The 1980s marked the last generation of sports media without the internet (and eventually social media). ESPN was in its infancy. Cable TV (regional sports networks) were seeds waiting to be planted — and funded. ABC, NBC and CBS combined to air a couple NCAA college games on any given weekend. Broadcast revenue was not yet a major thing. The financial influence was untapped. College atheltics was not yet the “front porch” of major universities across the country.

But with generational talent like Michael Jordan, Patrick Ewing, Michael Irvin, Larry Bird, Herschel Walker, Eric Dickerson, Ronnie Lott, Isiah Thomas, James Worthy — you get the idea, right? — combined with unparalleled style and swagger, there was no need for worldwide media connectivity to attract an audience. They were irresistible.  You couldn’t not watch.

The 1980s college sports landscape was a special time and, for better or worse, two athletic programs — Georgetown basketball and Miami football — were signposts for the future of college sports. In his new book, Common Enemies: Georgetown Basketball, Miami Football, and the Racial Transformation of College Sports, author Tom Schaller breaks down what is arguably the two most transcendent programs in college sports history. Add the racial component and, well, Schaller described it best:

During the 1980s Black athletes and other athletes of color broadened the popularity and profitability of major-college televised sports by infusing games with a “Black style” of play. At a moment ripe for a revolution in men’s college basketball and football, clashes between “good guy” white protagonists and bombastic “bad boy” Black antagonists attracted new fans and spectators. And no two teams in the 1980s welcomed the enemy’s role more than Georgetown Hoya basketball and Miami Hurricane football.

Georgetown and Miami taunted opponents. They celebrated scores and victories with in-your-face swagger. Coaches at both programs changed the tenor of postgame media appearances and the language journalists and broadcasters used to describe athletes. Athletes of color at both schools made sports apparel fashionable for younger fans, particularly young African American men. The Hoyas and the ’Canes were a sensation because they made the bad-boy image look good. Popular culture took notice.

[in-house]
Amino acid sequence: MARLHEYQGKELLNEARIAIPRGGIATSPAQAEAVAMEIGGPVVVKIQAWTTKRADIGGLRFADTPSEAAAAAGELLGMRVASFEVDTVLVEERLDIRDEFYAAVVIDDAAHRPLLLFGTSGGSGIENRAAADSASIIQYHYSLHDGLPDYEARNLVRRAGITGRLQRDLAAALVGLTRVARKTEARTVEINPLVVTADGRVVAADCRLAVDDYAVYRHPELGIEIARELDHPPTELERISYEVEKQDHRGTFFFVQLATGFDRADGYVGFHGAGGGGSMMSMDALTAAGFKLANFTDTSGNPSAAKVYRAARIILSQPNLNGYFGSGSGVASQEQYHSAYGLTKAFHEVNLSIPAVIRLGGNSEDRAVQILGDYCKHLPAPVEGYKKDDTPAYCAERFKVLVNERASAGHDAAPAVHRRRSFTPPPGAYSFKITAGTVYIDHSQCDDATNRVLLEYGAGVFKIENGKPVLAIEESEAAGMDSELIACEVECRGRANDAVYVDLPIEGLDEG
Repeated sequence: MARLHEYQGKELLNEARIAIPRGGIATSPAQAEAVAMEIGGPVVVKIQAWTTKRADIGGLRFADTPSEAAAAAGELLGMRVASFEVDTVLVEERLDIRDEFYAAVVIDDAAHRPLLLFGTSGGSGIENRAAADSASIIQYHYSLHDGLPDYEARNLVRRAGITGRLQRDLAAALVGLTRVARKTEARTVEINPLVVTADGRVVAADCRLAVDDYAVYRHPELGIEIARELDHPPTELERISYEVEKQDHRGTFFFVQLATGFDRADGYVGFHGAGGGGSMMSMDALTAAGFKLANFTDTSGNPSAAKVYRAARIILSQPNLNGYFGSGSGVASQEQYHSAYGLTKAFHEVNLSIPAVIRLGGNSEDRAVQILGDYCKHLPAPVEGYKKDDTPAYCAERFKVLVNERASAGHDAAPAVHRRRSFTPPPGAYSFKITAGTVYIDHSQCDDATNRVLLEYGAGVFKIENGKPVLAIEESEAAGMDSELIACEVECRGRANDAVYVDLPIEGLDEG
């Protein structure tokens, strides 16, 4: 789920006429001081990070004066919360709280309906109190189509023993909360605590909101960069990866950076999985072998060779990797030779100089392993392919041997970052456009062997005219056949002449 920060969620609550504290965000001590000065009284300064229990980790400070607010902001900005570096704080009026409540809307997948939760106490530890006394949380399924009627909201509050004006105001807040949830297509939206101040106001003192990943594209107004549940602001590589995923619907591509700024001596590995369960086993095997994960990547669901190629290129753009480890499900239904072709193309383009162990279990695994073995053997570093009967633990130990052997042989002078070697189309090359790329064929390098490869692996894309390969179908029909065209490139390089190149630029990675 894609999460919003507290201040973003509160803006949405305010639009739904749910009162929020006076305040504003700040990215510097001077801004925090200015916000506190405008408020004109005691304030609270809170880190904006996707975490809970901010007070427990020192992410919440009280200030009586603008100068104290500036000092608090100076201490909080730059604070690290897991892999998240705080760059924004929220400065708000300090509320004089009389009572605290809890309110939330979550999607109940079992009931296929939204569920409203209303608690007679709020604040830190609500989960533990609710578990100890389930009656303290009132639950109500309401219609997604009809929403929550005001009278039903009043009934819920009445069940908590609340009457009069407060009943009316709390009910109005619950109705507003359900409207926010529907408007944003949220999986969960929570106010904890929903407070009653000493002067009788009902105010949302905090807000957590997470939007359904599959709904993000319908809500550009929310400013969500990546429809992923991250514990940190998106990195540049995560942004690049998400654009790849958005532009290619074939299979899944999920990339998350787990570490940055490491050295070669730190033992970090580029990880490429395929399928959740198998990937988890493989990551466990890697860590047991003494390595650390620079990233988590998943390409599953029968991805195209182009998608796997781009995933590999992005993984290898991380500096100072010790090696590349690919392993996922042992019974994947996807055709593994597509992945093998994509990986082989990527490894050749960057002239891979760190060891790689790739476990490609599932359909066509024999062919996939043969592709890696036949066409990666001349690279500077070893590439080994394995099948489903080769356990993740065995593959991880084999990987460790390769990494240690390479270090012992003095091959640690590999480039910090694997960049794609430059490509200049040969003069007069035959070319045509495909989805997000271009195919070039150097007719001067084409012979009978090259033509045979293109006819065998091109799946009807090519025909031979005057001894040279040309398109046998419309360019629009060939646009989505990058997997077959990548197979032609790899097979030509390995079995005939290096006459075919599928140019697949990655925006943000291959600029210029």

In the United States sports and race have always been tightly, if sometimes uncomfortably, entwined. Black athletes who dare to challenge the sporting status quo are often initially vilified but later accepted. The 1980s generation of barrier-busting college athletes took this process a step further. True to form, Georgetown’s and Miami’s aggressive style of play angered many fans and commentators. But in time their style was not only accepted but imitated by others, both Black and white. Love them or hate them, there was simply no way you could deny the Hoyas and the Hurricanes.

Author Tom Schaller joins me on the latest episode of Voices: The Podcast. If you enjoy the show, I hope you will subscribe to the podcast on iTunes. You can also follow me on social media @johnstrubel. Thank you for your support.

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About the author

John Strubel

Hi. My name is John Strubel. Thanks for visiting my website. I write primarily about my passion: baseball. In addition, I occasionally publish posts and podcasts related to sports media, journalism and technology impacting the industry. You can also connect with me on social media @johnstrubel.

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